Pizza, holidays, online dating service subscriptions, alpaca milk and limousine hire – these are all things you can reportedly buy with the digital currency bitcoin.
Once the exclusive terrain of hard core computer enthusiasts, bitcoin – a peer-to-peer payment with a dedicated currency created in 2009 by an anonymous cryptographer known as 'Satoshi Nakamoto' as a way to bypass the need for banks - has long since gained traction beyond its small core of initial acolytes.
Given that its value has skyrocketed in recent years, it's hardly surprising that the world is sitting up and paying attention. A few years ago one bitcoin was worth US$12, over the weekend the value of a coin neared the US$11,000-mark – before plunging dramatically back to US$9,000.
Many businesses, often those run by cryptocurrency believers, began accepting bitcoin years back.
Leuchtstoff, a cozy coffee shop full of sagging vintage sofas and young, hip clientele bent over Mac laptops in Berlin's trendy south-east neighbourhood Neukoelln, is one such case. Its owner, Niels Goettsch, started accepting bitcoin payments in 2013. As two Leuchtstoff employees, David Krause and Moritz Geipel, told dpa, it was mainly intended as a bit of a fun.
"It was just really funny ... a bit of a conversation starter," said Krause. He says that people use it so seldom (about once a month), it's really more about the novelty factor.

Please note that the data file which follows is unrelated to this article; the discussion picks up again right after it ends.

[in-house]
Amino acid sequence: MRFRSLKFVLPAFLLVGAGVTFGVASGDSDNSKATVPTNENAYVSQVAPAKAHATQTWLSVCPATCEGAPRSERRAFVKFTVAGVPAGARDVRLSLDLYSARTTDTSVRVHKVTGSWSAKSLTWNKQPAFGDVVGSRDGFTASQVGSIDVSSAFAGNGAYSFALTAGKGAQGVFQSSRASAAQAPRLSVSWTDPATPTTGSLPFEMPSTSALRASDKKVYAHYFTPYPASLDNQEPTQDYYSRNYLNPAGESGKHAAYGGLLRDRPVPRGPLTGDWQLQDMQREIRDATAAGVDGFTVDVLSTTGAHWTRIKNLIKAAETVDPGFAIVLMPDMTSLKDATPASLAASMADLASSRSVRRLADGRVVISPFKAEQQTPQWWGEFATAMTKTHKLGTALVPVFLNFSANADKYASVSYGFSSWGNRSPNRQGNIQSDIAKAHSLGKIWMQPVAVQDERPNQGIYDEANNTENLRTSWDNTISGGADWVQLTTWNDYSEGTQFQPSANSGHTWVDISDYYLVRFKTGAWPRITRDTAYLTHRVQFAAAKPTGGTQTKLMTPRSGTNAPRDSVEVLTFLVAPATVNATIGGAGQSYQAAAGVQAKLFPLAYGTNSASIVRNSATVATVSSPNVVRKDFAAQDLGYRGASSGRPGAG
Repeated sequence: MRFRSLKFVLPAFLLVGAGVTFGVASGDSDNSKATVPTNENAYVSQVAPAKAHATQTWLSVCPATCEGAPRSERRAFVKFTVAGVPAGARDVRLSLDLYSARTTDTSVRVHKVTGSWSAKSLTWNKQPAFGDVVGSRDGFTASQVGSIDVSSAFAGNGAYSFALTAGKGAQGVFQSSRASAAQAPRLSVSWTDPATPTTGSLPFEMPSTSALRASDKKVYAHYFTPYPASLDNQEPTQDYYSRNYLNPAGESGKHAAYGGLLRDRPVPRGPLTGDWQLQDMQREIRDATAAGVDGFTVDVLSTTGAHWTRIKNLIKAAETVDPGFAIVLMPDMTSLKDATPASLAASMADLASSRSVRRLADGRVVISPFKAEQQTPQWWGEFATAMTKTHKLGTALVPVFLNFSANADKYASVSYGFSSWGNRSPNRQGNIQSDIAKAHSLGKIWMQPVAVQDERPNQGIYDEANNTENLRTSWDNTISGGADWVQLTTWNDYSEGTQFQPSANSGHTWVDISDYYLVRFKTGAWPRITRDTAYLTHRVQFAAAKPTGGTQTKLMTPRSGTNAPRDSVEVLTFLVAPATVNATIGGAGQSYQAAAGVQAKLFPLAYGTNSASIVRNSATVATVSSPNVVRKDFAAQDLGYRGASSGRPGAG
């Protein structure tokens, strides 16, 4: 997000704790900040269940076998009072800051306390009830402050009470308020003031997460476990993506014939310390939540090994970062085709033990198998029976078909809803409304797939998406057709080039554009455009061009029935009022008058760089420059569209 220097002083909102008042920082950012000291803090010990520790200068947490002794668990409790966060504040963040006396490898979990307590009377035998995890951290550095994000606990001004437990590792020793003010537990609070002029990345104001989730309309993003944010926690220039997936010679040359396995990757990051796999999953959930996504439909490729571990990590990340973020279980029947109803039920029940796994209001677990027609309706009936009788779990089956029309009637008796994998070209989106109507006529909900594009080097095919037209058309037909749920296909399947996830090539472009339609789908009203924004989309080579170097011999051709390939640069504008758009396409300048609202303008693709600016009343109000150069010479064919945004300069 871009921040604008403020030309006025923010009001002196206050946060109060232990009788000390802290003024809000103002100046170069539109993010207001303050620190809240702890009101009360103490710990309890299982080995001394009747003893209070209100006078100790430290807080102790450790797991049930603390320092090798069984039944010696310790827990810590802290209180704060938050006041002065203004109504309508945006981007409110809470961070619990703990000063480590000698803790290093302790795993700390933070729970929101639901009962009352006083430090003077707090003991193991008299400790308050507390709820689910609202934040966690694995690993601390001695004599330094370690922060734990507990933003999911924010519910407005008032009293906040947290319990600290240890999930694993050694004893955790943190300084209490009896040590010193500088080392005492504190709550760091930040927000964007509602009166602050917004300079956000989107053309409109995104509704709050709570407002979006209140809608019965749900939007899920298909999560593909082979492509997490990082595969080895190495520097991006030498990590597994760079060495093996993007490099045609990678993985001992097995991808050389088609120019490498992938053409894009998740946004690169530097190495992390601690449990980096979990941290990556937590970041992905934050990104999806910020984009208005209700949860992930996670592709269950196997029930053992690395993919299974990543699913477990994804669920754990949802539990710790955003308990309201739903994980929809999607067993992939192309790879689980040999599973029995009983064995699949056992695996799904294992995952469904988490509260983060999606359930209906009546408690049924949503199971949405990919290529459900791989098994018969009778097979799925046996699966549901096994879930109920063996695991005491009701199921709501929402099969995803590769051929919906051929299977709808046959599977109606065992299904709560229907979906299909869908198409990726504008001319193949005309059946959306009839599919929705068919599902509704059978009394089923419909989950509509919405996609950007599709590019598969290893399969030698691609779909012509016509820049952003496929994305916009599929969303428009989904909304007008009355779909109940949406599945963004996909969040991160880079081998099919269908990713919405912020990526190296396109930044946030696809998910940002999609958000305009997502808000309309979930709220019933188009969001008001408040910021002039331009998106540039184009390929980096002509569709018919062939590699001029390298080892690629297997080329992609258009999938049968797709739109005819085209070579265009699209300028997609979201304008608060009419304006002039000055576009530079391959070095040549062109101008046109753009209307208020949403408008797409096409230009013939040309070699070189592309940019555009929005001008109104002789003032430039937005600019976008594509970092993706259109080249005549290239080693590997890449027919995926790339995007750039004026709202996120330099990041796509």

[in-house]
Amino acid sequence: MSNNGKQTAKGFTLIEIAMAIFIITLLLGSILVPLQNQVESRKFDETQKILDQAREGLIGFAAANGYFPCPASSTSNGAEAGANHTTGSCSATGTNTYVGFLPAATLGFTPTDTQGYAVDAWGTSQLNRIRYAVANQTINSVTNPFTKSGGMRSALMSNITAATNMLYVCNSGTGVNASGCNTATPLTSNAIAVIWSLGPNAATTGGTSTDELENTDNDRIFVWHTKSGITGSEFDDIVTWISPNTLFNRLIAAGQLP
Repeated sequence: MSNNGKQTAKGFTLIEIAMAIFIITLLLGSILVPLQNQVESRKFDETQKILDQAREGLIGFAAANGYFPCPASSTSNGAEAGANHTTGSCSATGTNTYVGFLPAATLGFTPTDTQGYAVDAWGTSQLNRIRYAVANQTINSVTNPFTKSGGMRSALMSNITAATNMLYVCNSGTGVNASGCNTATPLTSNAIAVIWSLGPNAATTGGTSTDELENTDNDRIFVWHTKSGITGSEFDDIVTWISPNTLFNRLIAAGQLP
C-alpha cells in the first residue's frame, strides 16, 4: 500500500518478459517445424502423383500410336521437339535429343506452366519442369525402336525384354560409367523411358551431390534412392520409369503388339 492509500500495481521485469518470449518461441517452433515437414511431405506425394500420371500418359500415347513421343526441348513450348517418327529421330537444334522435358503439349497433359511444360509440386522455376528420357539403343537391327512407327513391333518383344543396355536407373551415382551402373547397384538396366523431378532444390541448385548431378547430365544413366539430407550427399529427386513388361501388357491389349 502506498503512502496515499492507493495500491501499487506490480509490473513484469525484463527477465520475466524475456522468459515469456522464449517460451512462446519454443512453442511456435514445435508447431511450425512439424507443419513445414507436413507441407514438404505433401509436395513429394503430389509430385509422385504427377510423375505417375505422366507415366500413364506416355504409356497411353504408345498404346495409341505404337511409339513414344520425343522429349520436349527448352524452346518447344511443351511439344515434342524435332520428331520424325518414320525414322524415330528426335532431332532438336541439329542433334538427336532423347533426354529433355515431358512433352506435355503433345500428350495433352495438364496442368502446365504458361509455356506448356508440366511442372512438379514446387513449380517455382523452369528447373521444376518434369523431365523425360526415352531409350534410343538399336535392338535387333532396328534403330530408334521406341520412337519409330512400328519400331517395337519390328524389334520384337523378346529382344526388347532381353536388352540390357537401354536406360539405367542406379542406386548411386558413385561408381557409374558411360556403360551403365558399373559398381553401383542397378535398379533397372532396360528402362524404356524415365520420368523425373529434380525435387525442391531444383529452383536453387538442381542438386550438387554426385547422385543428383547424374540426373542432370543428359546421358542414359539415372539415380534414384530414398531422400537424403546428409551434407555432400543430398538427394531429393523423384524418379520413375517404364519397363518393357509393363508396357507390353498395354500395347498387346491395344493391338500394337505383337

When they do, it's simply done by smartphone, using a conversion app to work out the price. The customer just sends the right amount to the owner's private bitcoin wallet, the equivalent of a bank account. It then goes down in the cafe's books – with a special note saying the customer paid in bitcoin – and taxed like any other income.
In the past two years, a slew of major online retailers such as Amazon and eBay (or rather its payment service sister company, PayPal) have also started accepting payment in bitcoin.
Yet for many bitcoiners, the project has more to do with the ideas that underpin the technology than making money.
"An interest in profit wasn't decisive," said Lennart, a construction engineering student, of his 500-euro (592-dollar) bitcoin investment made in June.
For him, blockchain technology, whereby all transactions are simultaneously saved on all computers in a network onto a publicly viewable 'ledger', makes bitcoin safer than currency controlled by banks.
For one thing, it is unhackable: there's no central structure to break into as everything is open. In addition, no one person controls bitcoin – unlike regular currencies, which are under the thumb of central banks.
"The system is also very democratic, there are hardly any obstacles to getting involved. Anyone can get a bitcoin wallet within seconds and carry out transactions without help from banks," he said.
While some see it as laudable, others see bitcoin – often used by criminals due its anonymity – as dangerous. Both China and South Korea have already banned it.
Benjamin Kirschbaum, a lawyer at Winheller chambers in Berlin and cryptocurrency specialist, also told dpa that it is far from a safe investment.
"Anyone wanting to invest in bitcoin must be aware of the speculative nature of the investment. It is advisable to approach it as you would gambling in a Las Vegas casino: only take money in with you that you can afford to lose," said Kirschbaum.